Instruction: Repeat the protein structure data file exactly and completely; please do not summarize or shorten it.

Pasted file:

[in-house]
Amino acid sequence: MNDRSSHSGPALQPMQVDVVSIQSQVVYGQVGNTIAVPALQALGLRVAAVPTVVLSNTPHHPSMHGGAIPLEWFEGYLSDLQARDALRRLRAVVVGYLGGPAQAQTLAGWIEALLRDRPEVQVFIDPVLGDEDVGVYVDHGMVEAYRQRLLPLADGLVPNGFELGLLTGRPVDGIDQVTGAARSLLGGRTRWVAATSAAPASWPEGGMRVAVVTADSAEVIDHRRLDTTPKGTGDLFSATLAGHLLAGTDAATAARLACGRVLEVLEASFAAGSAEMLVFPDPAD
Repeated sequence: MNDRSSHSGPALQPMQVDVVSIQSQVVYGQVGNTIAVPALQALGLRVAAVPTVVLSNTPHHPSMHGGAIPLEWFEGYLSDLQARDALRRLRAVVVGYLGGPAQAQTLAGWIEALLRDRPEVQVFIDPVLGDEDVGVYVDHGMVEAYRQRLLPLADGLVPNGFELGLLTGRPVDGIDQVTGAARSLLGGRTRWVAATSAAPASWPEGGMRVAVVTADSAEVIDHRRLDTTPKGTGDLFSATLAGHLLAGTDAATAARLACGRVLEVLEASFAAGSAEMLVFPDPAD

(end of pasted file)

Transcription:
[in-house]
Amino acid sequence: MNDRSSHSGPALQPMQVDVVSIQSQVVYGQVGNTIAVPALQALGLRVAAVPTVVLSNTPHHPSMHGGAIPLEWFEGYLSDLQARDALRRLRAVVVGYLGGPAQAQTLAGWIEALLRDRPEVQVFIDPVLGDEDVGVYVDHGMVEAYRQRLLPLADGLVPNGFELGLLTGRPVDGIDQVTGAARSLLGGRTRWVAATSAAPASWPEGGMRVAVVTADSAEVIDHRRLDTTPKGTGDLFSATLAGHLLAGTDAATAARLACGRVLEVLEASFAAGSAEMLVFPDPAD
Repeated sequence: MNDRSSHSGPALQPMQVDVVSIQSQVVYGQVGNTIAVPALQALGLRVAAVPTVVLSNTPHHPSMHGGAIPLEWFEGYLSDLQARDALRRLRAVVVGYLGGPAQAQTLAGWIEALLRDRPEVQVFIDPVLGDEDVGVYVDHGMVEAYRQRLLPLADGLVPNGFELGLLTGRPVDGIDQVTGAARSLLGGRTRWVAATSAAPASWPEGGMRVAVVTADSAEVIDHRRLDTTPKGTGDLFSATLAGHLLAGTDAATAARLACGRVLEVLEASFAAGSAEMLVFPDPAD